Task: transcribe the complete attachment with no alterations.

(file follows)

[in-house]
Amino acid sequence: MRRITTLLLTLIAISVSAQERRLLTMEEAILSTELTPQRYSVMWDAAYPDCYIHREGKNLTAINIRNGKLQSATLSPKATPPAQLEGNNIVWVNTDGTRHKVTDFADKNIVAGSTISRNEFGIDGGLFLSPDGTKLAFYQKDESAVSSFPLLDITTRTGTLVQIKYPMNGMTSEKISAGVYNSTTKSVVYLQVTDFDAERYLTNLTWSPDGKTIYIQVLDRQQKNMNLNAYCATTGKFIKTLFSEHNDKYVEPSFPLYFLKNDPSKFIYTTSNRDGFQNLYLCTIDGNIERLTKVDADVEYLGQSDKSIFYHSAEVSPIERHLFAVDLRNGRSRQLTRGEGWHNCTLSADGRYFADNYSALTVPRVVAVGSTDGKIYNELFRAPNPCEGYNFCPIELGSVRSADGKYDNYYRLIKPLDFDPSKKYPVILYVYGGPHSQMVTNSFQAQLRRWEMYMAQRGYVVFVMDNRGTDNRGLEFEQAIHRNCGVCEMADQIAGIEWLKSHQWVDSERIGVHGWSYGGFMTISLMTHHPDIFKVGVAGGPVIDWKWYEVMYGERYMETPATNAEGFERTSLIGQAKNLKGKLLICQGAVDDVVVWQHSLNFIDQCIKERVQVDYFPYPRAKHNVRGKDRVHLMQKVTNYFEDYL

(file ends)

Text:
[in-house]
Amino acid sequence: MRRITTLLLTLIAISVSAQERRLLTMEEAILSTELTPQRYSVMWDAAYPDCYIHREGKNLTAINIRNGKLQSATLSPKATPPAQLEGNNIVWVNTDGTRHKVTDFADKNIVAGSTISRNEFGIDGGLFLSPDGTKLAFYQKDESAVSSFPLLDITTRTGTLVQIKYPMNGMTSEKISAGVYNSTTKSVVYLQVTDFDAERYLTNLTWSPDGKTIYIQVLDRQQKNMNLNAYCATTGKFIKTLFSEHNDKYVEPSFPLYFLKNDPSKFIYTTSNRDGFQNLYLCTIDGNIERLTKVDADVEYLGQSDKSIFYHSAEVSPIERHLFAVDLRNGRSRQLTRGEGWHNCTLSADGRYFADNYSALTVPRVVAVGSTDGKIYNELFRAPNPCEGYNFCPIELGSVRSADGKYDNYYRLIKPLDFDPSKKYPVILYVYGGPHSQMVTNSFQAQLRRWEMYMAQRGYVVFVMDNRGTDNRGLEFEQAIHRNCGVCEMADQIAGIEWLKSHQWVDSERIGVHGWSYGGFMTISLMTHHPDIFKVGVAGGPVIDWKWYEVMYGERYMETPATNAEGFERTSLIGQAKNLKGKLLICQGAVDDVVVWQHSLNFIDQCIKERVQVDYFPYPRAKHNVRGKDRVHLMQKVTNYFEDYL